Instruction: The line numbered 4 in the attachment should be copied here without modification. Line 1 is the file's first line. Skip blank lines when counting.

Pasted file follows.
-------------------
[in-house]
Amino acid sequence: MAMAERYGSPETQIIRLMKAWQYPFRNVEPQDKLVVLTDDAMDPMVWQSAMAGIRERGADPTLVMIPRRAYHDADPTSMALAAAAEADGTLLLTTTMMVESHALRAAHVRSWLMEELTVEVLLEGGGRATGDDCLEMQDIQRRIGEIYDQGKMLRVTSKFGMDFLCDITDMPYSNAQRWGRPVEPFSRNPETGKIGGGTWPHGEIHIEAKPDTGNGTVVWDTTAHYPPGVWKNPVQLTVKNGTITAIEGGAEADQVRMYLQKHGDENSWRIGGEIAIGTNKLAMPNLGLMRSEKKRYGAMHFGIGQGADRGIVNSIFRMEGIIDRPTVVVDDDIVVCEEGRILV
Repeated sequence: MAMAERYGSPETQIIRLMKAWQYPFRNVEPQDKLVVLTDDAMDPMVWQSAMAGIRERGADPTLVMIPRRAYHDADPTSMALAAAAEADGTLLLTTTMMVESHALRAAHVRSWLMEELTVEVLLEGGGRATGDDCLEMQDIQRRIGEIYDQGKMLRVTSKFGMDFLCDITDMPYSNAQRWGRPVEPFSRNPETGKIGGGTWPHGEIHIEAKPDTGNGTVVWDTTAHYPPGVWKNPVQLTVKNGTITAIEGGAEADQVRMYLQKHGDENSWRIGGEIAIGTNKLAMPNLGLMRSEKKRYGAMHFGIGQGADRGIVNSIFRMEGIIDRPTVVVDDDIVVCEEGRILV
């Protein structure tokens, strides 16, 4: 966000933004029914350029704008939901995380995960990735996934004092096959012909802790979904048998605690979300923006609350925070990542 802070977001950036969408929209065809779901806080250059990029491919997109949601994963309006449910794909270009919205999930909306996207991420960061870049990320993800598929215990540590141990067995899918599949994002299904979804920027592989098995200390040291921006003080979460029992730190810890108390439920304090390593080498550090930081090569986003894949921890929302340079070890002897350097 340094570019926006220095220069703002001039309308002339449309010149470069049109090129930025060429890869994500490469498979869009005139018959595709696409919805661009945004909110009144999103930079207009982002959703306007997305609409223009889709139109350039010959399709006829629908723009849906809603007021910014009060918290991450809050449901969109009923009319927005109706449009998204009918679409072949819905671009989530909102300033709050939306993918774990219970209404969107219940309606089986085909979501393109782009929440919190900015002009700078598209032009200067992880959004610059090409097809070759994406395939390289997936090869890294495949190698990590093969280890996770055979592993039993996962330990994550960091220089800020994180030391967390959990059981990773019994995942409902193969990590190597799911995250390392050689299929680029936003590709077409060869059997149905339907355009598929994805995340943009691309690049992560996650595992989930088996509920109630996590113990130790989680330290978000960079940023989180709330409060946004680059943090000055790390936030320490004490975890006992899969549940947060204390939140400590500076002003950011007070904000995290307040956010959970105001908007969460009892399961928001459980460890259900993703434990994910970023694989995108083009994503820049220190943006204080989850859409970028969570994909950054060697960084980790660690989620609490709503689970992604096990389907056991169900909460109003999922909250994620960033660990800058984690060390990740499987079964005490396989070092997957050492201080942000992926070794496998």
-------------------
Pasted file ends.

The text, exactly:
């Protein structure tokens, strides 16, 4: 966000933004029914350029704008939901995380995960990735996934004092096959012909802790979904048998605690979300923006609350925070990542 802070977001950036969408929209065809779901806080250059990029491919997109949601994963309006449910794909270009919205999930909306996207991420960061870049990320993800598929215990540590141990067995899918599949994002299904979804920027592989098995200390040291921006003080979460029992730190810890108390439920304090390593080498550090930081090569986003894949921890929302340079070890002897350097 340094570019926006220095220069703002001039309308002339449309010149470069049109090129930025060429890869994500490469498979869009005139018959595709696409919805661009945004909110009144999103930079207009982002959703306007997305609409223009889709139109350039010959399709006829629908723009849906809603007021910014009060918290991450809050449901969109009923009319927005109706449009998204009918679409072949819905671009989530909102300033709050939306993918774990219970209404969107219940309606089986085909979501393109782009929440919190900015002009700078598209032009200067992880959004610059090409097809070759994406395939390289997936090869890294495949190698990590093969280890996770055979592993039993996962330990994550960091220089800020994180030391967390959990059981990773019994995942409902193969990590190597799911995250390392050689299929680029936003590709077409060869059997149905339907355009598929994805995340943009691309690049992560996650595992989930088996509920109630996590113990130790989680330290978000960079940023989180709330409060946004680059943090000055790390936030320490004490975890006992899969549940947060204390939140400590500076002003950011007070904000995290307040956010959970105001908007969460009892399961928001459980460890259900993703434990994910970023694989995108083009994503820049220190943006204080989850859409970028969570994909950054060697960084980790660690989620609490709503689970992604096990389907056991169900909460109003999922909250994620960033660990800058984690060390990740499987079964005490396989070092997957050492201080942000992926070794496998």